PM: At Sundance I was having my own physical and emotional reaction to the film so it was a lot to take, for me, when it all kicked off. I was at once afraid, angry, shocked and sick at the verbal diatribe that “Angry Dude” spewed, especially as Lucky was releasing his baby to the public for the first time and what was being levelled at him was utterly untrue and possibly his worst fear, to be misunderstood so negatively.
Lucky and I were both very aware of ensuring the film was not exploitative and I feel we achieved that. It’s odd to me that people get riled up about it but seem to be okay with films such as Hostel or Captivity. As you say, this film seems to ruffle. And that’s okay with me.
DG: Your character's vocal expression is one of the most fascinating and unsettling aspects of the film. How did you achieve this, did your travel experience as a child and exposure to different languages inform your take on The Woman's speech (Pollyanna was born in Scotland but lived in Portugal and Colombia before settling in London as a teen)? Were you free to experiment and improvise or was Lucky very specific about how she should sound?
PM: Thanks. I’ve mimicked all my life and yes, perhaps it’s an adaptation tool from moving around so much, though my father’s the same way. I’ve always enjoyed playing with my voice and there are elements in The Woman’s noises that come from a monster voice I did as a child. If you listen to big cats they sometimes make the rarest sounds that you don’t expect and they, as well as wolves, influenced me a lot. Feral kids I watched in documentaries were another influence. After my research I then found her voice amalgamated and came quite naturally by just letting rip with what came out of me once I got into my own “natural” state as the character. Lucky and I never discussed the exact noises she’d make, perhaps because he had some inkling from seeing me in Offspring. Ketchum describes her voice as being scratchy and almost hoarse so that’s where I first started.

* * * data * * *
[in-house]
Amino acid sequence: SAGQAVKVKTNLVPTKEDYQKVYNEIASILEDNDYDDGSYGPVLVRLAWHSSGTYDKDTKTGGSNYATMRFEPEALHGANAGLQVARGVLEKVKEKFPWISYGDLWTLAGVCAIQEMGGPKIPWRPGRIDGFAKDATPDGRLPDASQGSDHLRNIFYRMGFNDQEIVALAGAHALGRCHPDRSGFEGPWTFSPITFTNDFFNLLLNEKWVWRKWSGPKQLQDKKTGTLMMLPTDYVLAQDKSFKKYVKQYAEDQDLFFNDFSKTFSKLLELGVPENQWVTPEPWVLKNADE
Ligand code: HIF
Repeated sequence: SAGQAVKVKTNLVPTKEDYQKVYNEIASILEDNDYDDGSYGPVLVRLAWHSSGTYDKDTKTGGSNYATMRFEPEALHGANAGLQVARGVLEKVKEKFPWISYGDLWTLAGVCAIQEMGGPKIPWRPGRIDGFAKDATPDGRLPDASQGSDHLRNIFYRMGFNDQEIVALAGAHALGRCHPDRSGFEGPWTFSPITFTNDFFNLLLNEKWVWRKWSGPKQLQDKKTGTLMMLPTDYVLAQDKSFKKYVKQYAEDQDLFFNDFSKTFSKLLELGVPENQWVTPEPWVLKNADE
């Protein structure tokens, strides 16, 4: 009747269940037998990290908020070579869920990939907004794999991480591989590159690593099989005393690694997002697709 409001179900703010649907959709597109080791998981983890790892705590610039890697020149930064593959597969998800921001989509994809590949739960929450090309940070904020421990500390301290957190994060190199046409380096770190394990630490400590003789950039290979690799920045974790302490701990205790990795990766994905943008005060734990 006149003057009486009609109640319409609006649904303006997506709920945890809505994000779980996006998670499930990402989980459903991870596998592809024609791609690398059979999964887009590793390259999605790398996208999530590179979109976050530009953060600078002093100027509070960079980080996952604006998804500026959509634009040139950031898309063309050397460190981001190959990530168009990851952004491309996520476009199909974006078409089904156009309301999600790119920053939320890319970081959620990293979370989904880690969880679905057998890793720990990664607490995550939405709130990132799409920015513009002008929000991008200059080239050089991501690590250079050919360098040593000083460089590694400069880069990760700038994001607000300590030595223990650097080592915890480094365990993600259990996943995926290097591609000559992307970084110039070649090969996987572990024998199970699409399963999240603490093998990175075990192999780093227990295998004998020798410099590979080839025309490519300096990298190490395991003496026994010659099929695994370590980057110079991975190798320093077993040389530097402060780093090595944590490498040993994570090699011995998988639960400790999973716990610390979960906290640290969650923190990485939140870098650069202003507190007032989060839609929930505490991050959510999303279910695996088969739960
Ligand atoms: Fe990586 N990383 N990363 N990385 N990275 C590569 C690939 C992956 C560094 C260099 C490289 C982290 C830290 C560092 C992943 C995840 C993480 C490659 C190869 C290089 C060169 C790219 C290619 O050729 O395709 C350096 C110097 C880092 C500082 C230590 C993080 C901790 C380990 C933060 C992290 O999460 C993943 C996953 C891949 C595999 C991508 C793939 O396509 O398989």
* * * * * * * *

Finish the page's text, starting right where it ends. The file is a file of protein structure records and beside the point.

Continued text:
DG: Many actors in extreme roles try to stay in character on-set - did you try or have to do this at all?
PM: Not really but there was a point, after much morning joking around, when I would get focussed, about two thirds into makeup and from that point on I’d allow myself to retreat into her, or rather unapologetically become more forceful, more physical and less concerned with others’ feelings. It was a pleasant experience and as long as I allowed myself that option I could flip in and out as I chose. I like to have fun on set and mealtimes are always very social for me so I would never stay in character all day. I don’t feel the need to.
DG: Did you and Sean Bridgers avoid each other off-camera to preserve the intensity between your characters in their confrontations? Or did you have to take it lightly and be comfortable around each other to get through it?
PM: I thought I’d avoid both Sean and Angela (Bettis) but I found that the three of us were sharing a house as soon as I arrived in Massachusetts. Angela and Sean are old mates so I was, just as in the story, the outsider, but we connected as coming from the same tribe very quickly. Funnily enough, Sean and I are both strong willed, slightly control freakish people who like to tell a story so there was a wee battle of wills that went on there as housemates and sharers of the “family” car, which lead to a stronger bond because we saw our weaknesses in each other and found it really funny. Soon enough it was a big ole love fest and we were all inseparable. They are such great actors and boldly go with their instincts that our chatty, goofy friendship that was building up and remains strong a year later could never interfere with how we all interacted in character. There was great trust and respect between us and that can only be good for your work too.